Hair weathering, Part 2: Clinical features, diagnosis, prevention, and treatment

Filipa Osório, Antonella Tosti

Research output: Contribution to journalReview articlepeer-review

2 Scopus citations

Abstract

Hair weathering is the deterioration of the hair shaft from root to tip due to cosmetic and environmental factors. In weathered hair, structural damage to the hair fiber causes the cuticle to become raised and porous, exposing the cortex to further damage. A decrease in hair shine, elasticity, and strength is observed, with ultimate hair breakage. The clinical presentations of hair weathering include trichorrhexis nodosa, trichoclasis, trichoschisis, trichoptilosis, bubble hair, trichonodosis, hair matting, and peripilar keratin casts. The main standards for the prevention and treatment of hair weathering include avoidance of unnecessary or damaging hairstyling techniques, regular haircuts, shampooing and conditioning, and regular use of photoprotection. This article provides an overview of the clinical features, diagnosis, prevention, and treatment of the condition.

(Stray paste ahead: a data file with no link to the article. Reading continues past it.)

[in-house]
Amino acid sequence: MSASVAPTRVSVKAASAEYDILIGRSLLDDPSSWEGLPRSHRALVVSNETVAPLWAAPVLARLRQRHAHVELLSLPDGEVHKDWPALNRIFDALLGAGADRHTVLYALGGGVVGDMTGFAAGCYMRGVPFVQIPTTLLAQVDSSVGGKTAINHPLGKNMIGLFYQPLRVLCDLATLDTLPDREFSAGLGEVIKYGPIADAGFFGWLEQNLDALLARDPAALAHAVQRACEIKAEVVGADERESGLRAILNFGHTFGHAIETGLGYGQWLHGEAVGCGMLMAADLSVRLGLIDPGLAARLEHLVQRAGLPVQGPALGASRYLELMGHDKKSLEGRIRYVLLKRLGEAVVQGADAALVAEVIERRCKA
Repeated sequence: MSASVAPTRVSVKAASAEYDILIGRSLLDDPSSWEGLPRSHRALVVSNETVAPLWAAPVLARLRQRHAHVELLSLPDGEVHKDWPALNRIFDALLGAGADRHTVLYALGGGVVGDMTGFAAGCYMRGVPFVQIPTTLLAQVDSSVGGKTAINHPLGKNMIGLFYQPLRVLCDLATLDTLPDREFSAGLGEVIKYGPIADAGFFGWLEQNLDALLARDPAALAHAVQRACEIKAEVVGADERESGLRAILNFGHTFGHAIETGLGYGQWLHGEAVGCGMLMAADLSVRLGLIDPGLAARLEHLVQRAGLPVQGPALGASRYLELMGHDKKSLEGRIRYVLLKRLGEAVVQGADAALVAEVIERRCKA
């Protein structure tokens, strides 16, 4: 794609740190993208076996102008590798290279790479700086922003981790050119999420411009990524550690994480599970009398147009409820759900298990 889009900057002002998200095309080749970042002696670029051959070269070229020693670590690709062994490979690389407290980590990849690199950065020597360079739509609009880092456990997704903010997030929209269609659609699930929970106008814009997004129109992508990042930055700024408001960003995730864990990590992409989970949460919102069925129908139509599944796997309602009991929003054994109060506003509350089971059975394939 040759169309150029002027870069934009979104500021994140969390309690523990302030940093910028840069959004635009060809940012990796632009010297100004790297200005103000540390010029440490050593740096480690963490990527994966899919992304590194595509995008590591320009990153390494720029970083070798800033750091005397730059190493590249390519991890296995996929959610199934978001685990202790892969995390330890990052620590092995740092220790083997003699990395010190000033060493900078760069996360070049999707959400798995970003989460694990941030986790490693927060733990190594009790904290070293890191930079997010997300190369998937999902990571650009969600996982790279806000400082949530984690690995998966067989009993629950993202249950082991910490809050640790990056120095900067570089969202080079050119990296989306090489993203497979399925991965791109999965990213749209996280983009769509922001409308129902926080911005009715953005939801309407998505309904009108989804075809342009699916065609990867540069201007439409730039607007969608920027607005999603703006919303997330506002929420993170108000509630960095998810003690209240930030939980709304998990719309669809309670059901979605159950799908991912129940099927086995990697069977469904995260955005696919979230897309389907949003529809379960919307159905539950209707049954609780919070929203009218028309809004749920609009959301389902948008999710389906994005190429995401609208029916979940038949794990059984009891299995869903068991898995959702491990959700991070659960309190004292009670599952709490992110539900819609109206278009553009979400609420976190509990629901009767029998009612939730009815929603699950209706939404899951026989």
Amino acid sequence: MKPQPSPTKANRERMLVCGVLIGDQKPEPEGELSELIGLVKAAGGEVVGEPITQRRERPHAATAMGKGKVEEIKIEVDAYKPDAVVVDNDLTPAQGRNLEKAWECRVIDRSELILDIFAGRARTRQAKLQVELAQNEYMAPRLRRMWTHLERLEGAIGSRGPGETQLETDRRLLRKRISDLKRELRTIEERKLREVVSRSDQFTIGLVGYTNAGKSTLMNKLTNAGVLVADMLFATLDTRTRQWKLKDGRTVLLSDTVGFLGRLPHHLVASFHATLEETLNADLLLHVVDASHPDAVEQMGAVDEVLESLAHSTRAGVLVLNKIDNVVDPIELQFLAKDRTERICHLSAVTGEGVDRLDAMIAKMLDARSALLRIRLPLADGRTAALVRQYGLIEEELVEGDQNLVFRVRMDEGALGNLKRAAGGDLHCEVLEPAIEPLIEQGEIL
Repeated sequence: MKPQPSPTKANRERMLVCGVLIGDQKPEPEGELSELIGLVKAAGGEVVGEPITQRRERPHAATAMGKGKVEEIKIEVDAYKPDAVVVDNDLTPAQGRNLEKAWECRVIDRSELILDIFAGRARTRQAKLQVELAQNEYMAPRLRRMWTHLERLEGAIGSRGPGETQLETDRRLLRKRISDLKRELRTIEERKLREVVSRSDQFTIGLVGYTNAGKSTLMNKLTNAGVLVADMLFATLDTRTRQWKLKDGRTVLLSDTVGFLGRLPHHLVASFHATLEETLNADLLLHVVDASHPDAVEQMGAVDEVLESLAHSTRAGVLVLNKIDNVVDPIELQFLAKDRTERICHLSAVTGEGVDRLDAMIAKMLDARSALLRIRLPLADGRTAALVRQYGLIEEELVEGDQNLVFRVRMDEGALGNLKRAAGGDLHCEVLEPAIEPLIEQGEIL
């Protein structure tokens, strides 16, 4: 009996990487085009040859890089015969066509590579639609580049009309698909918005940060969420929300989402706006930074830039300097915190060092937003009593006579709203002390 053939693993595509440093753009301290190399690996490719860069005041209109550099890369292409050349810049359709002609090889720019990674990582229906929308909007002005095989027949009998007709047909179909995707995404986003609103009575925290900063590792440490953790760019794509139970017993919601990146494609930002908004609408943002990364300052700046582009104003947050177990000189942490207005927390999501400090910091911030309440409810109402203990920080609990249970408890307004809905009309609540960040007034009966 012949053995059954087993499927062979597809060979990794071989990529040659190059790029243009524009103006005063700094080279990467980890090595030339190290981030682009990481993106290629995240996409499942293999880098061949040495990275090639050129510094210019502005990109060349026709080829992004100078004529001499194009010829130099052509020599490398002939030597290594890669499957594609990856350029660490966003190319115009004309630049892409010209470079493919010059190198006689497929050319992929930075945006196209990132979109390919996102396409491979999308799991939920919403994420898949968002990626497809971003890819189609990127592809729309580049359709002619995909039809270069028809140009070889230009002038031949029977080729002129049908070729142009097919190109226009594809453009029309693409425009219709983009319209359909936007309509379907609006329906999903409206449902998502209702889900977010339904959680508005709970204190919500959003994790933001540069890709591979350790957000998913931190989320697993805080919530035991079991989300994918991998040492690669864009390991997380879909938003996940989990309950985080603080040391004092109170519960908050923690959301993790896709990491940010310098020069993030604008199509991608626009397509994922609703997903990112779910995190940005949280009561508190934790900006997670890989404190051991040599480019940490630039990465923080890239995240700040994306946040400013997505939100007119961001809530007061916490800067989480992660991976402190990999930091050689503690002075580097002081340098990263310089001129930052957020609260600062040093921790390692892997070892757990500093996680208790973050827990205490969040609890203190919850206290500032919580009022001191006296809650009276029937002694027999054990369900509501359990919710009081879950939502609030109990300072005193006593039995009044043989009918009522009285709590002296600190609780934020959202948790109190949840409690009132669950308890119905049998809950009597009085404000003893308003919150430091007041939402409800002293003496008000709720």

Original languageEnglish (US)
Pages (from-to)555-559
Number of pages5
JournalCosmetic Dermatology
Volume24
Issue number12
StatePublished - Dec 1 2011

ASJC Scopus subject areas

  • Surgery
  • Dermatology

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